What are the most common myths about organ donation?

There are many common misunderstandings about living organ donation. If you’re considering becoming a donor, it’s important that you know what’s true and what’s not. The truth may help you make a decision that feels right for you.

Myth: I must be a direct match to my recipient.

One common myth that prevents potential live kidney donations is the idea that you must be a direct match to your intended recipient.

“A lot of times, people think they have to be a blood relative of their recipient, and/or have the same blood type,” says Dr. Dageforde. “That used to be true, but now we have an option: paired exchange programs.”

Fact: Paired donation helps recipients and donors share organs that match.

Paired exchange programs enter a mismatched kidney recipient and kidney donor into a nationwide pool with others like them. Then, when matches are identified, they can cross-donate: Donor A can give to Recipient B, and Donor B can give to Recipient A.

“There’s even an opportunity to have chain started with a non-designated donor instead of just doing a swap,” Dr. Dageforde adds. “In this way, multiple people who weren’t matches are able to get transplants. It’s a wonderful experience.”

Myth: My life is going to change after I donate.

If you’re curious about living donation, you might have questions about what comes after. Will donation affect the way you live? Can you enjoy life the same way after donating a piece of your lung?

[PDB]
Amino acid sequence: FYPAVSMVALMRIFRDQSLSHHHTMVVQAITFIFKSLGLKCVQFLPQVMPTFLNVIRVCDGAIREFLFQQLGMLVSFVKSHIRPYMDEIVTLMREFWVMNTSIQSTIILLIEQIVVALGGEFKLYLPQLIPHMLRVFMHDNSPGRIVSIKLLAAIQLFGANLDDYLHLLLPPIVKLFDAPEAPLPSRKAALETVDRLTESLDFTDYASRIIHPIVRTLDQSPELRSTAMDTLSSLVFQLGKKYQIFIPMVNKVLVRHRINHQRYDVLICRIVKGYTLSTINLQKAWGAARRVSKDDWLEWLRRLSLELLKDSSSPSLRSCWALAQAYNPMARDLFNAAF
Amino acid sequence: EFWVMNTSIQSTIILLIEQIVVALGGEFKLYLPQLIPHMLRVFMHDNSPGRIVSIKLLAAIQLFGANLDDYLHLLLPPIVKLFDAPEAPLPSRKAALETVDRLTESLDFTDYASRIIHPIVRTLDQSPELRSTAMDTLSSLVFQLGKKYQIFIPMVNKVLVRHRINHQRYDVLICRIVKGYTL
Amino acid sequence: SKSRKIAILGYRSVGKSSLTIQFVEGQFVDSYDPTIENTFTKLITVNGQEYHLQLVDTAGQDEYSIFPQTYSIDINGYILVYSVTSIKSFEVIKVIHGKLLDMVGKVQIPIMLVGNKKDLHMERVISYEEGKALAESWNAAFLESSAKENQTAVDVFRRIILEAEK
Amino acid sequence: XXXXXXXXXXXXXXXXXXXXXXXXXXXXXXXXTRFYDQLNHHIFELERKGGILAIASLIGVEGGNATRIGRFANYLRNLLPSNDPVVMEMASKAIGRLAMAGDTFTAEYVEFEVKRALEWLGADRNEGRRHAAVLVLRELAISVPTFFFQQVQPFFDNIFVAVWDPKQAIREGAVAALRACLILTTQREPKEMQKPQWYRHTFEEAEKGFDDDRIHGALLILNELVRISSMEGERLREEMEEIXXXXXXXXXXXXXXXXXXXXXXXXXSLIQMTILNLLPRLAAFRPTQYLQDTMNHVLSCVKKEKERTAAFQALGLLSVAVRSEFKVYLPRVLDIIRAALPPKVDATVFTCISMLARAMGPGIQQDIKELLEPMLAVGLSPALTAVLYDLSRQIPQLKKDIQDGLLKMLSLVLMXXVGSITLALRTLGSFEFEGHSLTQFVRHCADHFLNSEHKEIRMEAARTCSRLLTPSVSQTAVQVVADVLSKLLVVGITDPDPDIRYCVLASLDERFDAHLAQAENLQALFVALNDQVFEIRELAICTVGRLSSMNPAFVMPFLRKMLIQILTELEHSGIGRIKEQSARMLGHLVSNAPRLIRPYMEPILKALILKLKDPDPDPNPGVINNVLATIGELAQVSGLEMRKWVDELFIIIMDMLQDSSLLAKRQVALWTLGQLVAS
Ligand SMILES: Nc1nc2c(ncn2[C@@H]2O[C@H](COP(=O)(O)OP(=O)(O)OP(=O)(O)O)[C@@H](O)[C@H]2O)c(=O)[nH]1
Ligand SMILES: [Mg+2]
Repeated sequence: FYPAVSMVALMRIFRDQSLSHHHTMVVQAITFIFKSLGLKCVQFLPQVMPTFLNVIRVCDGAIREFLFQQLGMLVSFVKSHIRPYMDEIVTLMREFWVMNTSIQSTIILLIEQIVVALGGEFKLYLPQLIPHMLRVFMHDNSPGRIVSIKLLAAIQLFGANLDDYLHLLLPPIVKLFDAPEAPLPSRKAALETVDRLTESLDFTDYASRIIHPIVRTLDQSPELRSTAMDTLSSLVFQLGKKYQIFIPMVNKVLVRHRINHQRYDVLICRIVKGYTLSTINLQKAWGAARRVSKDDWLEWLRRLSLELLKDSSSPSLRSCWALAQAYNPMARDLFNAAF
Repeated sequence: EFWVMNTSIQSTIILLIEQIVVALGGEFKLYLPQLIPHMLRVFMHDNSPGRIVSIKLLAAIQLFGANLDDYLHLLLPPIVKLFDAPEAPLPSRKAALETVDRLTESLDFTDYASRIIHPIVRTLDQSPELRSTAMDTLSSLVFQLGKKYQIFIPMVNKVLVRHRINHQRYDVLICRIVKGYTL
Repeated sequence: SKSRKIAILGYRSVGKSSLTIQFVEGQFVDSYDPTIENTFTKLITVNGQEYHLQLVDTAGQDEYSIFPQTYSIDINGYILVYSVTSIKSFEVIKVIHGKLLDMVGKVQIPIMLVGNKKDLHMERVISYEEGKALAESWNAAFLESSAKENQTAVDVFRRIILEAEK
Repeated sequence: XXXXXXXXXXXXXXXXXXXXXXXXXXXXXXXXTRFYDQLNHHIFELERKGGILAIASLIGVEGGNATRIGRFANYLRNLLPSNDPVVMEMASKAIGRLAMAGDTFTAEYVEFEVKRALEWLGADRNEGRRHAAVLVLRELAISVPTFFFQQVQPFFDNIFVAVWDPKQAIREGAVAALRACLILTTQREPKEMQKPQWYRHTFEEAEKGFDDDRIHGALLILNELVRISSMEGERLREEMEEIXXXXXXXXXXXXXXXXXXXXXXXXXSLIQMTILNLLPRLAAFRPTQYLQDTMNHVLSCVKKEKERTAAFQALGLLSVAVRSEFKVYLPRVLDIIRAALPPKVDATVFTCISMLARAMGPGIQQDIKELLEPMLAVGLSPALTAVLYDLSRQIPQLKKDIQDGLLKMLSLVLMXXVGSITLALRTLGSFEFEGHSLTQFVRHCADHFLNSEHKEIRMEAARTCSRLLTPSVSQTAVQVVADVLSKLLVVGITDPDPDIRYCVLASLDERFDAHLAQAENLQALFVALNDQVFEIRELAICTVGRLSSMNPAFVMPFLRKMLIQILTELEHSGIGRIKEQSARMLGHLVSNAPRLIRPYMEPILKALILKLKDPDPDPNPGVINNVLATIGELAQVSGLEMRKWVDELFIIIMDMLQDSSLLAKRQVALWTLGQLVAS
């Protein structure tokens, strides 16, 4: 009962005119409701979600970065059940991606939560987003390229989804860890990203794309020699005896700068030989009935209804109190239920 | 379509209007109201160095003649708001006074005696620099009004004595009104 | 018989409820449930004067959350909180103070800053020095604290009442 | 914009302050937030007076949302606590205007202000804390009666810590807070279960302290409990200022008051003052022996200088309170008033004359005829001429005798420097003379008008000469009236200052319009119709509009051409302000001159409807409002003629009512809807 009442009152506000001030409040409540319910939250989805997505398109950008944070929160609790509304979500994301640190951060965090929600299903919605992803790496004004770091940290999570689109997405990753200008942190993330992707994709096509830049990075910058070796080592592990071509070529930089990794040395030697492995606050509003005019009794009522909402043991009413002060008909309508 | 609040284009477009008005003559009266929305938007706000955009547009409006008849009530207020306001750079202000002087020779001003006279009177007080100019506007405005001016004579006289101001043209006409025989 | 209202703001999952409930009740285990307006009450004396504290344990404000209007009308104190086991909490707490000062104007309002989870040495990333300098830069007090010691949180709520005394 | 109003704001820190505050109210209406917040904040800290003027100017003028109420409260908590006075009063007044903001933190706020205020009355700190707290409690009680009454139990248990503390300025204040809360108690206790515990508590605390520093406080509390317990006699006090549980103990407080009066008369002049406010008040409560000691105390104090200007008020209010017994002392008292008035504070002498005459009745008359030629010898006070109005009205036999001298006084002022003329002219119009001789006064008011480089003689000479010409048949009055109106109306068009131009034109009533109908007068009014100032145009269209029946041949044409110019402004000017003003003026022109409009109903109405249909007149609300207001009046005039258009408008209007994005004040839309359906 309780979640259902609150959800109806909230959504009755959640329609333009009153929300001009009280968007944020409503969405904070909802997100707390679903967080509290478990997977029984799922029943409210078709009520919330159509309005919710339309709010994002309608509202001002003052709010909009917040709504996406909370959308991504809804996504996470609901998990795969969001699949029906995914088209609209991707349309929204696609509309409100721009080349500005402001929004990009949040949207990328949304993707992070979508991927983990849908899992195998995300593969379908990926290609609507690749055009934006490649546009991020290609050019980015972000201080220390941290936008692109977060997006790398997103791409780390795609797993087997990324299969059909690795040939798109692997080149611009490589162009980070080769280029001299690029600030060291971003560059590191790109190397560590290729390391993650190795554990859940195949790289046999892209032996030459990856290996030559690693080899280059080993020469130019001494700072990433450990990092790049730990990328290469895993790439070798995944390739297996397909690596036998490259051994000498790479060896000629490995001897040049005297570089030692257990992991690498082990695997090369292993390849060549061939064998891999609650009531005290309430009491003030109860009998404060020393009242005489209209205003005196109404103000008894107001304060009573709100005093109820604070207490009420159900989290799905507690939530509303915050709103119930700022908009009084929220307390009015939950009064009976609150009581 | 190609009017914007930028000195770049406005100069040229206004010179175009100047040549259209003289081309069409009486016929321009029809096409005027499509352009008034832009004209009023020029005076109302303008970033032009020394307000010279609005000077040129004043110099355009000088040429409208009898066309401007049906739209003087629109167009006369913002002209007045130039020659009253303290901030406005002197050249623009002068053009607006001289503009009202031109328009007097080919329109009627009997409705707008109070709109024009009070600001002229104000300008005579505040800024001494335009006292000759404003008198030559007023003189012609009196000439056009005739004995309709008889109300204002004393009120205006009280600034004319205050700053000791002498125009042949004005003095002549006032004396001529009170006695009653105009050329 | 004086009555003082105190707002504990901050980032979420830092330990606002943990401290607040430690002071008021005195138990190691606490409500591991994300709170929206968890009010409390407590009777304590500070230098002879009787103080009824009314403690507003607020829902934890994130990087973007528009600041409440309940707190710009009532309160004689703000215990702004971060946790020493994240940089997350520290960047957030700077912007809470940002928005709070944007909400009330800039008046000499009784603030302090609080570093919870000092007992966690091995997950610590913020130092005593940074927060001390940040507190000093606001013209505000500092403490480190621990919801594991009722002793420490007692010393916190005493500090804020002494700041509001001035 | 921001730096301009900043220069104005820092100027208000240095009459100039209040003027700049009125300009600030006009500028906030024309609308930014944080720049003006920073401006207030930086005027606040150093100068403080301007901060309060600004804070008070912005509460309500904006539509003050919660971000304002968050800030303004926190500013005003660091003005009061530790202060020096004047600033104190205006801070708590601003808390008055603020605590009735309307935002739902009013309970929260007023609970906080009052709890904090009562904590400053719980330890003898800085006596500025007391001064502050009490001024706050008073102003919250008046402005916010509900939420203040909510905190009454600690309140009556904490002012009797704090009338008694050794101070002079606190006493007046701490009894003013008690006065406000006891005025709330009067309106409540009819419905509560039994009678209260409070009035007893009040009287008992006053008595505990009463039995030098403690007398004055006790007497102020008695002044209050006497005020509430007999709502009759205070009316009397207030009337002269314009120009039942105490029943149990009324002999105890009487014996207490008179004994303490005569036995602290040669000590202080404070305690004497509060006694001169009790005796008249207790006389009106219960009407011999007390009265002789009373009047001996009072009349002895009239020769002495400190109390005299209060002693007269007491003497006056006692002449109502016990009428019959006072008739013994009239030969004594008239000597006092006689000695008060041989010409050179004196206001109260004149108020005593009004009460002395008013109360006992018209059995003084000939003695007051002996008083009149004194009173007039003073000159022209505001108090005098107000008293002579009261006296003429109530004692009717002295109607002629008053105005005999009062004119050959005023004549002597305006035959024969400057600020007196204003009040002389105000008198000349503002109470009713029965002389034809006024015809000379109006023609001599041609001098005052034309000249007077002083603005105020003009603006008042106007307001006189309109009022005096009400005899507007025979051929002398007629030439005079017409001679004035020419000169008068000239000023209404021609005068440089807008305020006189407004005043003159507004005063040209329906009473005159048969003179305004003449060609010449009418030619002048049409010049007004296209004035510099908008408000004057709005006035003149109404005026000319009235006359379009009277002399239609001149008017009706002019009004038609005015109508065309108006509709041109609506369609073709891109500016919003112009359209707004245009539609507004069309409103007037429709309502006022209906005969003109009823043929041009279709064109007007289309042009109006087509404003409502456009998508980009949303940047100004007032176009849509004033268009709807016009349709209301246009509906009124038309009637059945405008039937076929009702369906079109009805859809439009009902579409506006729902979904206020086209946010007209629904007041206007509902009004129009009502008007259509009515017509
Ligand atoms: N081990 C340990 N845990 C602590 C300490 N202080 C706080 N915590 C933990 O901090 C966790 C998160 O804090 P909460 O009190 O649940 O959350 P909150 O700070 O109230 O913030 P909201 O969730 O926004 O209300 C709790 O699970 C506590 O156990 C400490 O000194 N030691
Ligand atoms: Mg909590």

Fact: Organ donors lead healthy, normal lives.

“People worry that they’re going to have to change their life after they donate a kidney, but there’s very little change,” says Dr. Dageforde. “The only thing we really recommend is not using medications such as ibuprofen or naproxen after a donation. Otherwise, a donor can eat how they want, exercise as they wish, and continue to live their life as they did before donation. Last year, there was a whole group of kidney donors that climbed Mount Kilimanjaro.”

Myth: My body will need the organ I donated.

Some potential donors fear a future where they may need an organ donation themselves. For example, a kidney donor may worry about their sole kidney’s ability to function through the rest of their life.

Fact: The risk of needing to replace a donated organ is low.

While there is always some risk with donation, as Dr. Dageforde explains, it’s quite small. “We really do a thorough work-up for living donors beforehand because we want to do as little harm as possible. If they do end up having an accident or develop chronic kidney disease and need a kidney, they go straight to the top tier of the deceased donor list, meaning they bypass a 6- to 9-year wait.”